Chuffed is a British English expression and it means very pleased and delighted. Here are some phrases you’ll hear in British and American English. Notice ‘I’m tickled pink’. The idea here is you’re so happy you glow with pleasure. We might also also say we’re over the moon. Now another expression.

How are you feeling now?
I couldn’t be happier.

This one means you are so happy that it it’s impossible to be any more happy.
And now we both have some news. This is real news. We really have won the competition.
Every year YouTube holds a NextUp competition for promising channels.
There are 36 winners in the US this year, and Simple English Videos is one of them!
All kinds of channels entered, so Vicki will be collaborating with some really interesting YouTubers.
I can’t wait to meet them. We’re so chuffed!
So why did we win? Was it my acting?
Ha! Maybe. What do you think? But one reason was channel growth – the number of people who watch our videos.
Oh. Then we need to say thank you to all our viewers.
Exactly! When you watched a video or clicked the like button, or shared it, or subscribed, you helped us win.
Then thank you everyone!
We’re over the moon!

Click here to see this video with a clickable transcript.

And click here for more hangout videos. Come join us!

Hangout and Q&A 3 (The word ‘afraid’)

Hangout and Q&A 3 (The word ‘afraid’)

Click here for more hang out and Q & A videos
This week’s lesson is a Q&A – we’re going to answer some of the questions you’ve sent us.
Hey, we’re back in our room with interesting things.
Yes, they come from all over the world, like your questions. So what’s this lesson about?
We’re going to look at a way to say ‘go away’ – and also how we use the word ‘afraid’. And we want to tell you about our live classes.
But first I want to say a huge thank you to our viewers for the captions they’ve been writing.
Oh yes. That’s been amazing.
A few weeks ago we asked for help. We asked our viewers to write captions for our videos in other languages.
The response was amazing.
Yeah, since then we’ve had more than 70 caption files submitted.
It’s incredible.
I feel really touched that so many people have been helping us with this.
Touched is when you feel emotional about something.
And that’s exactly how I feel. People have been so kind and I feel so happy and grateful to them.
These captions are helping us grow our channel and they’re helping learners who need a little more support in English.
And they help people who are deaf or hard or hearing too. I’ll put some of the languages we’ve received captions in here.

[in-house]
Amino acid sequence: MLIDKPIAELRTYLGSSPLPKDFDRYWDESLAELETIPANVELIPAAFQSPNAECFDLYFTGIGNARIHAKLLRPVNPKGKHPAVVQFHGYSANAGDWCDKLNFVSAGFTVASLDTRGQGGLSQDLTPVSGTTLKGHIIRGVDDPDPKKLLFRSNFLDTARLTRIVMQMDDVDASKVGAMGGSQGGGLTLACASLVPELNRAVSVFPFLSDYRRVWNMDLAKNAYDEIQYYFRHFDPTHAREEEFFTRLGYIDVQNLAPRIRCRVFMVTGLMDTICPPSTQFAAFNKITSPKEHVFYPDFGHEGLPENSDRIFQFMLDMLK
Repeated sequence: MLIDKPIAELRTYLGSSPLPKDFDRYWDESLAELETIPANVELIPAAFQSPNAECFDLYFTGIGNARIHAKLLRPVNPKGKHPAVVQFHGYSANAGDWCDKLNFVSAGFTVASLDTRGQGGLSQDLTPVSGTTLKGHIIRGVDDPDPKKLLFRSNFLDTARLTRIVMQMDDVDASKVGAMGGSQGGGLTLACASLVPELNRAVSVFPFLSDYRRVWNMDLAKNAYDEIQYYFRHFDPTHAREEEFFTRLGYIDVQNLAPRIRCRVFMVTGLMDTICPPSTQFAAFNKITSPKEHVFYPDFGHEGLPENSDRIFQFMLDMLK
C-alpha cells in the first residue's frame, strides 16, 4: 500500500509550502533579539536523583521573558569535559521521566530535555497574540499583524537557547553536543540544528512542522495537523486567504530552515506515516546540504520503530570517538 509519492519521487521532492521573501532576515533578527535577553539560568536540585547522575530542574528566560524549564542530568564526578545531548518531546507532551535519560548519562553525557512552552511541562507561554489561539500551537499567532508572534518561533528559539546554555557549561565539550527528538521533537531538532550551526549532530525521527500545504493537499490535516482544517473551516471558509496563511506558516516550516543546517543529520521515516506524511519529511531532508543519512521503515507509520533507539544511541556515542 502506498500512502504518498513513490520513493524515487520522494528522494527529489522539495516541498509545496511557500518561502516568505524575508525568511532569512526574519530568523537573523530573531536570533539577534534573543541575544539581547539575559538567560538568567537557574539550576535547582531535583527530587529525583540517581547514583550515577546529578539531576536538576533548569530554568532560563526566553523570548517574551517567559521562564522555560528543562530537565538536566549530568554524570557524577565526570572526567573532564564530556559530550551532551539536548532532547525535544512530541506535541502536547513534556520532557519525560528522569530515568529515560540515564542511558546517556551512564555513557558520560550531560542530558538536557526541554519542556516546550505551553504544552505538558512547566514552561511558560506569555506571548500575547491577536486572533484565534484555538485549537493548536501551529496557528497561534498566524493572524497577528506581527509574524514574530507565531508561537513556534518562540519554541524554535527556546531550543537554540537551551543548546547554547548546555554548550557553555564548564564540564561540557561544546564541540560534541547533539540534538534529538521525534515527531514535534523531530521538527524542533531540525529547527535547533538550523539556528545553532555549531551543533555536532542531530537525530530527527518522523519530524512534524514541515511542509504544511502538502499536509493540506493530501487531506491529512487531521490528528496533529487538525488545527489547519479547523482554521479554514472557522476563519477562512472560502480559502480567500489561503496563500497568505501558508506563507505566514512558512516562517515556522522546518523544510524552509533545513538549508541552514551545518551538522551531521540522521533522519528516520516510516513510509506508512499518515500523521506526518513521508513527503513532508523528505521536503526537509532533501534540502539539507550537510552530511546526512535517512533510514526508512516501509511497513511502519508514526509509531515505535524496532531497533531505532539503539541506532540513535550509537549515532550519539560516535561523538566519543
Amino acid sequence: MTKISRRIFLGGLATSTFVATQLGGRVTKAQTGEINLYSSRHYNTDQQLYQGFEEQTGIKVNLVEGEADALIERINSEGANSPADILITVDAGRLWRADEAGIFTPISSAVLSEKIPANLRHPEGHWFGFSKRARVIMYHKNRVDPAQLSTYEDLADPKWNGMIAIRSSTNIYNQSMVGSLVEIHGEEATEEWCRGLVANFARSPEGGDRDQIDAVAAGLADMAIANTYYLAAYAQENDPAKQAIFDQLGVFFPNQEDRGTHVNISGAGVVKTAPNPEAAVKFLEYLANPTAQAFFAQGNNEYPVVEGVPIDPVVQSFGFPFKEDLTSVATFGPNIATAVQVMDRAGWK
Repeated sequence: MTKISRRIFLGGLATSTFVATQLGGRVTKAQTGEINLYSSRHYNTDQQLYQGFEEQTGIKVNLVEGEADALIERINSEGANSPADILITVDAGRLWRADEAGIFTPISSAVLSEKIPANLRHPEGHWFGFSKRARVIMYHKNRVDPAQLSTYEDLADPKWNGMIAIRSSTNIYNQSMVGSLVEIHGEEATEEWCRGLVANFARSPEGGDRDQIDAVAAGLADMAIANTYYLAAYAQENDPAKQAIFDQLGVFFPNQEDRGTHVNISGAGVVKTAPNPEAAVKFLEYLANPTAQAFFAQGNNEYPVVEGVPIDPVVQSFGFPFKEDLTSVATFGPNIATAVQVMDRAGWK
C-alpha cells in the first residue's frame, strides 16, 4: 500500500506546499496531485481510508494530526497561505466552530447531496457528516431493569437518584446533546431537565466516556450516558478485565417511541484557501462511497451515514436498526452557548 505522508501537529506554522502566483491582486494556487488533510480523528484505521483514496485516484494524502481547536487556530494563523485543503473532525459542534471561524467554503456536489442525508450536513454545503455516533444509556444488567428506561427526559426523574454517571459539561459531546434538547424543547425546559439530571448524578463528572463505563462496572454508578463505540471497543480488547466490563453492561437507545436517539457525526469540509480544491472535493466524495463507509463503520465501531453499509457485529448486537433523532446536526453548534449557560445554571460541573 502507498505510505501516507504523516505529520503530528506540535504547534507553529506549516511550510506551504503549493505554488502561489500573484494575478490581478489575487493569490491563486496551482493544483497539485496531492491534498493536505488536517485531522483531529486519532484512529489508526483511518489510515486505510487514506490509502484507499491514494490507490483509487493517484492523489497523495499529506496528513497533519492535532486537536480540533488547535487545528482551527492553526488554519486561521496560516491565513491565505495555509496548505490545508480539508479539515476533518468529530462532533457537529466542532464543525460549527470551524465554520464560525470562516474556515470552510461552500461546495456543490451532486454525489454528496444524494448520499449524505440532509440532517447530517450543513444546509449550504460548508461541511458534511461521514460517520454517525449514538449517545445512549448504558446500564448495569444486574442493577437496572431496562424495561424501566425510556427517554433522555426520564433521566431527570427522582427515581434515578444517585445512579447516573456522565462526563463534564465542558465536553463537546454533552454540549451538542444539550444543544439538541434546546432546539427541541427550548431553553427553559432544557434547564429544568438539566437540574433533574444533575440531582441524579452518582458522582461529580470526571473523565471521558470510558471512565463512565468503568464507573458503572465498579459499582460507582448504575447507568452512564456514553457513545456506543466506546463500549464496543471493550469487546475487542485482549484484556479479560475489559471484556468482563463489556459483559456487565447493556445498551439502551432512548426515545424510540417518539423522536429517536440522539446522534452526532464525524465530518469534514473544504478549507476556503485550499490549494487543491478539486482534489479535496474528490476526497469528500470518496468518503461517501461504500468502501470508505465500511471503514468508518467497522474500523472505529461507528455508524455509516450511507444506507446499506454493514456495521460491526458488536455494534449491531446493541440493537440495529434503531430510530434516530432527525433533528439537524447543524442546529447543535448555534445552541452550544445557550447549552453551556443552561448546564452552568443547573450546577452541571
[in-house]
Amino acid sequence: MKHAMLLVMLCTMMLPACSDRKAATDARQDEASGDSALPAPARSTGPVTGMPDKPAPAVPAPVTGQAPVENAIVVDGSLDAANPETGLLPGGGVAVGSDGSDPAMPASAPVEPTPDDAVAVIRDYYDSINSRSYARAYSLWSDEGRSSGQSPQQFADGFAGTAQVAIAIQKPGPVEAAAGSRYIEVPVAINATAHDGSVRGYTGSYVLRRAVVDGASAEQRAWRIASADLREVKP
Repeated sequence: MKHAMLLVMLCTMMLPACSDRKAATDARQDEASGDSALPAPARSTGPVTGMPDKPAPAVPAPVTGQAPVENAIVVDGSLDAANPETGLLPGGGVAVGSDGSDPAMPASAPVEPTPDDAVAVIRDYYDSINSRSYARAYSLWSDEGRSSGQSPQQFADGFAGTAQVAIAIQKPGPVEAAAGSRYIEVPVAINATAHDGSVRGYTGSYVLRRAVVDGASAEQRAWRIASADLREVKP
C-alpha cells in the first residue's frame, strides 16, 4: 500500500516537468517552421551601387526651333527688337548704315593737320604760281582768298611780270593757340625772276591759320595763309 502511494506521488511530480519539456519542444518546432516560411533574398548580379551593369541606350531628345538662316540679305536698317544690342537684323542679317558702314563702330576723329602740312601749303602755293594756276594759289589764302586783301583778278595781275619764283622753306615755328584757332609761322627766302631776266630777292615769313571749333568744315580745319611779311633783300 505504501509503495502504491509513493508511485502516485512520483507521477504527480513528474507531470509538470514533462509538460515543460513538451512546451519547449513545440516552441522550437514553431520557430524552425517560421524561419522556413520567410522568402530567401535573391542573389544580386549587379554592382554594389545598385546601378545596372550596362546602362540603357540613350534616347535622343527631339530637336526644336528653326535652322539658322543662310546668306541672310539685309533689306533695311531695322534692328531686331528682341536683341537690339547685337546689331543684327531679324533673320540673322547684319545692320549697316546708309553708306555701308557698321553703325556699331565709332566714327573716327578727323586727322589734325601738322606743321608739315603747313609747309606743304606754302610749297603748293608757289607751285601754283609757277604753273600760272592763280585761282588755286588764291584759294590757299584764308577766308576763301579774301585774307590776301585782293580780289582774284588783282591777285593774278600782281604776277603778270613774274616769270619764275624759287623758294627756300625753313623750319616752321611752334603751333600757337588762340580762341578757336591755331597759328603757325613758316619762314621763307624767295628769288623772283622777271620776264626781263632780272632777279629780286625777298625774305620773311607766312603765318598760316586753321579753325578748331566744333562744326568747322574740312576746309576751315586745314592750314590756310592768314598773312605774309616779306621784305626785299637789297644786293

There are so many.
I want to say thank you to Anatoliy, David, Dreamy2206, Danny, Marina, Nives, Wilson, Donnie D, Heiricar, Mearv, Mayela, and a big merci beaucoup to you Cecille, you’re a star. You’re all stars!
And we also have a caption file in Vietnamese but I don’t know who gave it to us.
You don’t?
Yeah, sometimes the system doesn’t tell us so I hope I didn’t miss anyone. If I did, please forgive me.
We’re really very grateful. And if anyone else wants to help, please do. I’ll put a link to the video here so you can find out more.
OK, now what about a question…
Nimky had a question about a video we showed where someone says ‘Beat it’.
Beat it.
Yes, let’s run the video. (run video)
Nimky says ‘What beat it means?’
So he means, what does ‘Beat it’ mean?
Nimky it means ‘get out of here’, ‘leave me alone. ‘ ‘Go away’. It’s very direct – an order. But I think it’s quite an old fashioned expression. What do you think, Jay?
Yeah. I think these day’s I’d say, ‘Get out of here.’
That works in British English too. And in British English we could also say, ‘clear off’. That’s very direct too. I would say it to someone I was close to but probably not my boss. Would you say ‘clear off’ in American English, Jay? Absolutely not. I would just say ‘Get out of here’.
OK, that was a great question Nimky. Thank you.
OK, next question….
Amit Chakroborty writes I saw most of the people use the sentence ‘I’m afraid that…’ Ah, I think he means I saw many people use the sentence, yeah. I’m afraid that. But I don’t know, what does it exactly mean. So what does it mean exactly? Could you tell me how I can use this sentence, I’m afraid that…
Another great question! The word afraid has a couple of different meanings in English. The first one is to feel fear – to be frightened because you think you might be hurt or something bad could happen. What kinds of things are people afraid of Jay?